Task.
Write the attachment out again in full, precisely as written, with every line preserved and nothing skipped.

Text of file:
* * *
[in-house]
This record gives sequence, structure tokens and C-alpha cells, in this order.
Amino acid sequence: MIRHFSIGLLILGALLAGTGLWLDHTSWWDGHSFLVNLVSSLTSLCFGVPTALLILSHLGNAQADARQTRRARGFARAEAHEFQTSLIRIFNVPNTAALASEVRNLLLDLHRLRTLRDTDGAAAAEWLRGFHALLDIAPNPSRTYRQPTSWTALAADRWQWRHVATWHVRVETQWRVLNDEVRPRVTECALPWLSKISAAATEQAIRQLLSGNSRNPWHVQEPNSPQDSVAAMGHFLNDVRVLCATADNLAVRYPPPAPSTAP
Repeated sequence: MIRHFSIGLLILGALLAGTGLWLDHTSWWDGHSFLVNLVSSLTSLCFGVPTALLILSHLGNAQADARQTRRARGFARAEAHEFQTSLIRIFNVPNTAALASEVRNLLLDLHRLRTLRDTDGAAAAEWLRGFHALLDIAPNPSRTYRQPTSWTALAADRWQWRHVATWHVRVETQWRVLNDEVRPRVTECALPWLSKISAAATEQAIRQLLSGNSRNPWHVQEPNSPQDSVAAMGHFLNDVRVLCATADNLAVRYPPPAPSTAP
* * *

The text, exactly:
[in-house]
This record gives sequence, structure tokens and C-alpha cells, in this order.
Amino acid sequence: MIRHFSIGLLILGALLAGTGLWLDHTSWWDGHSFLVNLVSSLTSLCFGVPTALLILSHLGNAQADARQTRRARGFARAEAHEFQTSLIRIFNVPNTAALASEVRNLLLDLHRLRTLRDTDGAAAAEWLRGFHALLDIAPNPSRTYRQPTSWTALAADRWQWRHVATWHVRVETQWRVLNDEVRPRVTECALPWLSKISAAATEQAIRQLLSGNSRNPWHVQEPNSPQDSVAAMGHFLNDVRVLCATADNLAVRYPPPAPSTAP
Repeated sequence: MIRHFSIGLLILGALLAGTGLWLDHTSWWDGHSFLVNLVSSLTSLCFGVPTALLILSHLGNAQADARQTRRARGFARAEAHEFQTSLIRIFNVPNTAALASEVRNLLLDLHRLRTLRDTDGAAAAEWLRGFHALLDIAPNPSRTYRQPTSWTALAADRWQWRHVATWHVRVETQWRVLNDEVRPRVTECALPWLSKISAAATEQAIRQLLSGNSRNPWHVQEPNSPQDSVAAMGHFLNDVRVLCATADNLAVRYPPPAPSTAP